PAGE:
This past evening, I sat down to watch a new documentary the Showtime network that opened my eyes to many things I hadn’t yet learned.
“Beyond Gay: The Politics of Pride” by Ken Coolen
History has proven that people fight hard for basic civil liberties, and we still do and must continue this battle.
On Saturday, June 28 1969, members of the LGBT community resisted arrest at the Stonewall Inn.This unassuming gay bar in the West Village of Manhattan became the centerpiece for the The Stonewall Riots, and are considered to be the beginning of the modern gay rights movement.
I recently had the pleasure of meeting a charming man by the name of Doric Wilson who was at The Stonewall Riots. He was an amazing man who had some fascinating yet harrowing stories to tell. Sadly, Mr. Wilson passed away this year. His stories touched me deeply and he will be very greatly missed. Rest in peace Doric.
I learned the history behind the LGBT Rainbow Pride Flag. Before the flag, LGBT members had to wear Pink Triangles on their chests in the Nazi Concentration Camps. By the end of the 1970’s the Pink Triangle was used by gay rights protesters. Gilbert Baker, a friend of the late Harvey Milk, designed the first Rainbow Flag in 1978 (the year I was born), which flew at the San Francisco Day Parade on June 25, 1978. It has been said that Baker was inspired by Judy Garlands singing “Over the Rainbow”. The flag consisted of eight stripes.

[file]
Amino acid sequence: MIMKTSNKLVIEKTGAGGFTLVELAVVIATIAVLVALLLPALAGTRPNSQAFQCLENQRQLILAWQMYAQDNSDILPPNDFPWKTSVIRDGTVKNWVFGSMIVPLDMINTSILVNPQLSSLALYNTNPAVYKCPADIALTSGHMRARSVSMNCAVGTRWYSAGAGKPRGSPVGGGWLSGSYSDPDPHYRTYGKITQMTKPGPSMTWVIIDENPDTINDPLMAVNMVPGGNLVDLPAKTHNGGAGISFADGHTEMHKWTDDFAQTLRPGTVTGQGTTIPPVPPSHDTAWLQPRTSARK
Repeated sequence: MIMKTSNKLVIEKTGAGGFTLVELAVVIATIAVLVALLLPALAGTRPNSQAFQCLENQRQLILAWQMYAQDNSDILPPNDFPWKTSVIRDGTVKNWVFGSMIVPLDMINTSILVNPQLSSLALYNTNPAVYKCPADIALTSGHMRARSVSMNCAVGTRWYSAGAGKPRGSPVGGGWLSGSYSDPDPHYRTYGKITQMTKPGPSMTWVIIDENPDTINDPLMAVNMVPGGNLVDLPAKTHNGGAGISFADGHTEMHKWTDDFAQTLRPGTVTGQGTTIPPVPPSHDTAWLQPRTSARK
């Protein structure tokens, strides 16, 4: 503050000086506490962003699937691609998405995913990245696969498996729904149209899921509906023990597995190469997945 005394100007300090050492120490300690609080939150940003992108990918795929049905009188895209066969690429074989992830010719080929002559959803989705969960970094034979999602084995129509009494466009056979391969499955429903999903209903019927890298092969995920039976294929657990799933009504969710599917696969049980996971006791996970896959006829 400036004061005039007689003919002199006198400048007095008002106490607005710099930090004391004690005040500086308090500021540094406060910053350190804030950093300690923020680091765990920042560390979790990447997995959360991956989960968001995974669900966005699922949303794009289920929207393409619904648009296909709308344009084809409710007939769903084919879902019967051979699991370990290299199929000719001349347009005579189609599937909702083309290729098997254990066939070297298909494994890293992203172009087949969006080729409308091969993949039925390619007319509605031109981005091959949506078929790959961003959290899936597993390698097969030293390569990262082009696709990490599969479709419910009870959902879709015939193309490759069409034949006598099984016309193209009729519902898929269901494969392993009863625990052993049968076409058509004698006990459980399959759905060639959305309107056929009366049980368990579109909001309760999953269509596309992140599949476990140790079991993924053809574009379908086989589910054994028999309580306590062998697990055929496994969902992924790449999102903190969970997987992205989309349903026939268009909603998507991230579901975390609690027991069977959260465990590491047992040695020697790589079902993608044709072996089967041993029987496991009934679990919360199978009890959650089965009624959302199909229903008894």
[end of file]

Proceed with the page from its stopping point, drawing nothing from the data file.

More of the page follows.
“Beyond Gay” explored the worlds Pride Parades and in many cases lack thereof.
Many countries have made progress in the advancement for basic civil rights to be given back to those who have been held hostage by religious fanatics or people who can’t understand those who are different from them.
However, there are many other Countries who still criminalize homosexuality. The quest for equal rights is a long and arduous journey. In order to progress as a society we need to keep our minds and hearts open, and GET INVOLVED!
So, please watch this film that Ken Coolen bravely and valiantly made for the world. It is a gift, and I would like to share it with you.
Thank you Ken!